The medical community doesn’t fully understand why, but there’s something about puberty that throws kids’ systems out of whack. It’s as if teenage bodies switch over to daylight savings time, a condition sometimes known in the medical community as a “phase delay.” They begin to have trouble falling asleep early and then, of course, want to sleep in the morning for as long as possible. While teenagers may not need as much sleep as they did when they were children, their growing bodies still get pretty fatigued; they just don’t feel it until about two hours later.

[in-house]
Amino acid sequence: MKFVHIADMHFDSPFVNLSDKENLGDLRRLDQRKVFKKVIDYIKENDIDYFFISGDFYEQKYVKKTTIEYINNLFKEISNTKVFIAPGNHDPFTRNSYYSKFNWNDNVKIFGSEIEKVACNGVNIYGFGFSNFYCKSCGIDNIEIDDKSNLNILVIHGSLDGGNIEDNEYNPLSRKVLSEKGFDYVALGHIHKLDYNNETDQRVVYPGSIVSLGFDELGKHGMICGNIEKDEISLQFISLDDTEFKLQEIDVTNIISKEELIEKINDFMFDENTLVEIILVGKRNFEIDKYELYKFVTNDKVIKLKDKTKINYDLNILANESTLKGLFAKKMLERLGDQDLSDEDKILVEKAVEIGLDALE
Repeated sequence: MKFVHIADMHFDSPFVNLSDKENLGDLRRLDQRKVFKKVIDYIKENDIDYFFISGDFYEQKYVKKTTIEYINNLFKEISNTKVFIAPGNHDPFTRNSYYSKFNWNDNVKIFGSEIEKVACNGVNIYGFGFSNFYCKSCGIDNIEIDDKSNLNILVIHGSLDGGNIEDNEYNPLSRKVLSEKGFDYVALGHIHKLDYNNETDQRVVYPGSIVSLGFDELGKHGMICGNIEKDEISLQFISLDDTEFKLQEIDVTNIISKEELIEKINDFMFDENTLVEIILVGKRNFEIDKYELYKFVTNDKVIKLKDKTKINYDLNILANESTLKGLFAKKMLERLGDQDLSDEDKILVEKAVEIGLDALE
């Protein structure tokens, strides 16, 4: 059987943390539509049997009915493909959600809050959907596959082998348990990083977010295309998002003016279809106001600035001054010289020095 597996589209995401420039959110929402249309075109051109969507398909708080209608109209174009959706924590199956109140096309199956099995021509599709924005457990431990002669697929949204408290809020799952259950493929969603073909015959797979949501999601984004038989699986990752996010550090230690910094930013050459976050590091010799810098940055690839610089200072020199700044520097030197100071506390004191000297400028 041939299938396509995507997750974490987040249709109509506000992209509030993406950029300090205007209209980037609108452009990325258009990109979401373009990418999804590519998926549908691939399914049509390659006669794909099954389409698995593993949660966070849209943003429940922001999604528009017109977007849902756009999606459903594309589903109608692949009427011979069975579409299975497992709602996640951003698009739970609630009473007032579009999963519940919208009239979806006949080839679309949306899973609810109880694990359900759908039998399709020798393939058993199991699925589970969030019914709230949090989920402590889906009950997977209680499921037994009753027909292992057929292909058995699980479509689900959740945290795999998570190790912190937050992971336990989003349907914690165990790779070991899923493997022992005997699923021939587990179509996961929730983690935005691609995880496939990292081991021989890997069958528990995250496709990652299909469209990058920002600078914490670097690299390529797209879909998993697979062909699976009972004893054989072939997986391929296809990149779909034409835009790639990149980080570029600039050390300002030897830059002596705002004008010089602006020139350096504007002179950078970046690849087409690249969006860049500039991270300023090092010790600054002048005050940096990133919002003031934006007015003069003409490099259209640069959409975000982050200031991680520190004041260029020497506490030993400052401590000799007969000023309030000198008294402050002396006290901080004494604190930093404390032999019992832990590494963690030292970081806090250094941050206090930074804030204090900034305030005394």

“Why this happens nobody has a clue—hormone changes are a good bet,” says Dr. David Gozal, a pediatric sleep expert at the University of Chicago. “Paradoxically, this period of puberty is associated with an increased need for more and longer sleep. So now they’re in conflict with the sleep schedules of our society.”
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